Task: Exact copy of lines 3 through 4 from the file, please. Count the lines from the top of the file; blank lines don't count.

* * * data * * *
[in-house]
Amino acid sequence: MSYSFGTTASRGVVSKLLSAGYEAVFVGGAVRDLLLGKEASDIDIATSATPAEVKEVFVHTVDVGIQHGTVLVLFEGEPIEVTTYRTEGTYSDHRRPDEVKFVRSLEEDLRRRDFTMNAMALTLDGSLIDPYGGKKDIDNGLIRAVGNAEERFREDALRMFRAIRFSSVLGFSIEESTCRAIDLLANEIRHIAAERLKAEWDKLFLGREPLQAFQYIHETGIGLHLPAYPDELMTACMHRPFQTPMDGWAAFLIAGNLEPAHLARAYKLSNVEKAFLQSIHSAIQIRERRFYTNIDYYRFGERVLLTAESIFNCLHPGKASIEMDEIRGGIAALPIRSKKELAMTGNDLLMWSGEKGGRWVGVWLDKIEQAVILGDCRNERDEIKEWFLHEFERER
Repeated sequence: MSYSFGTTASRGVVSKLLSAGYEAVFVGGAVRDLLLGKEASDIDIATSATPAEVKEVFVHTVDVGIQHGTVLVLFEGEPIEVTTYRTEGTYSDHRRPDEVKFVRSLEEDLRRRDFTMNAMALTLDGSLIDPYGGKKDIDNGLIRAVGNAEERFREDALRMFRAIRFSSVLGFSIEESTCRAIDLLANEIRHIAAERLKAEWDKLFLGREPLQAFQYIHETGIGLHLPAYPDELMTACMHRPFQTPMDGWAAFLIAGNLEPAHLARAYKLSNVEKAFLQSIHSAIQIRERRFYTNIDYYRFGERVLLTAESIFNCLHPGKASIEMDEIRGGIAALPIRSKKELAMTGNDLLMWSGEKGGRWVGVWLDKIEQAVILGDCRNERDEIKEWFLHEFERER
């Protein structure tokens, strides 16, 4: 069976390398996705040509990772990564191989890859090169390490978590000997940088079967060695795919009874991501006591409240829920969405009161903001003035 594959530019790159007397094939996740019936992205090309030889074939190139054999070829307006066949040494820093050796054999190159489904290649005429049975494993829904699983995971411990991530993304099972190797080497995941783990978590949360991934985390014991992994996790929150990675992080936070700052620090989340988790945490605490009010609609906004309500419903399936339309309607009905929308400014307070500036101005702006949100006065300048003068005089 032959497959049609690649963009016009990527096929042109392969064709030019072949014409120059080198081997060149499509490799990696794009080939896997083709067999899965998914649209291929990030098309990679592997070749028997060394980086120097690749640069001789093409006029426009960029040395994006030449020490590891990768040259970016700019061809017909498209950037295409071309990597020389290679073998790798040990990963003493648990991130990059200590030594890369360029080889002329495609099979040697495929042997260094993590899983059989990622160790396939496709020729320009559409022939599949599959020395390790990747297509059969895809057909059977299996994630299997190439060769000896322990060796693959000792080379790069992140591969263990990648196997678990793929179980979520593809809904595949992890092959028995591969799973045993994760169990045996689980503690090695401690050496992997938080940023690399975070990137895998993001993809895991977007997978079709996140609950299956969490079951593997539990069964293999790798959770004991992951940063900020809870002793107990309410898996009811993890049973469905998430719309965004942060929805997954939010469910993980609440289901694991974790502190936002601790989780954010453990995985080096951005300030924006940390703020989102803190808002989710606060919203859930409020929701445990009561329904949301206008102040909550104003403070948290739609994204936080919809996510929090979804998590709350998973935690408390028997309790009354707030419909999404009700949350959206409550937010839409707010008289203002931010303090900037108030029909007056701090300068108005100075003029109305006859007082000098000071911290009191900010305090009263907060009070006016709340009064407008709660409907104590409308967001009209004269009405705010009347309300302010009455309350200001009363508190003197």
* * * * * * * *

Repeated sequence: MSYSFGTTASRGVVSKLLSAGYEAVFVGGAVRDLLLGKEASDIDIATSATPAEVKEVFVHTVDVGIQHGTVLVLFEGEPIEVTTYRTEGTYSDHRRPDEVKFVRSLEEDLRRRDFTMNAMALTLDGSLIDPYGGKKDIDNGLIRAVGNAEERFREDALRMFRAIRFSSVLGFSIEESTCRAIDLLANEIRHIAAERLKAEWDKLFLGREPLQAFQYIHETGIGLHLPAYPDELMTACMHRPFQTPMDGWAAFLIAGNLEPAHLARAYKLSNVEKAFLQSIHSAIQIRERRFYTNIDYYRFGERVLLTAESIFNCLHPGKASIEMDEIRGGIAALPIRSKKELAMTGNDLLMWSGEKGGRWVGVWLDKIEQAVILGDCRNERDEIKEWFLHEFERER
């Protein structure tokens, strides 16, 4: 069976390398996705040509990772990564191989890859090169390490978590000997940088079967060695795919009874991501006591409240829920969405009161903001003035 594959530019790159007397094939996740019936992205090309030889074939190139054999070829307006066949040494820093050796054999190159489904290649005429049975494993829904699983995971411990991530993304099972190797080497995941783990978590949360991934985390014991992994996790929150990675992080936070700052620090989340988790945490605490009010609609906004309500419903399936339309309607009905929308400014307070500036101005702006949100006065300048003068005089 032959497959049609690649963009016009990527096929042109392969064709030019072949014409120059080198081997060149499509490799990696794009080939896997083709067999899965998914649209291929990030098309990679592997070749028997060394980086120097690749640069001789093409006029426009960029040395994006030449020490590891990768040259970016700019061809017909498209950037295409071309990597020389290679073998790798040990990963003493648990991130990059200590030594890369360029080889002329495609099979040697495929042997260094993590899983059989990622160790396939496709020729320009559409022939599949599959020395390790990747297509059969895809057909059977299996994630299997190439060769000896322990060796693959000792080379790069992140591969263990990648196997678990793929179980979520593809809904595949992890092959028995591969799973045993994760169990045996689980503690090695401690050496992997938080940023690399975070990137895998993001993809895991977007997978079709996140609950299956969490079951593997539990069964293999790798959770004991992951940063900020809870002793107990309410898996009811993890049973469905998430719309965004942060929805997954939010469910993980609440289901694991974790502190936002601790989780954010453990995985080096951005300030924006940390703020989102803190808002989710606060919203859930409020929701445990009561329904949301206008102040909550104003403070948290739609994204936080919809996510929090979804998590709350998973935690408390028997309790009354707030419909999404009700949350959206409550937010839409707010008289203002931010303090900037108030029909007056701090300068108005100075003029109305006859007082000098000071911290009191900010305090009263907060009070006016709340009064407008709660409907104590409308967001009209004269009405705010009347309300302010009455309350200001009363508190003197």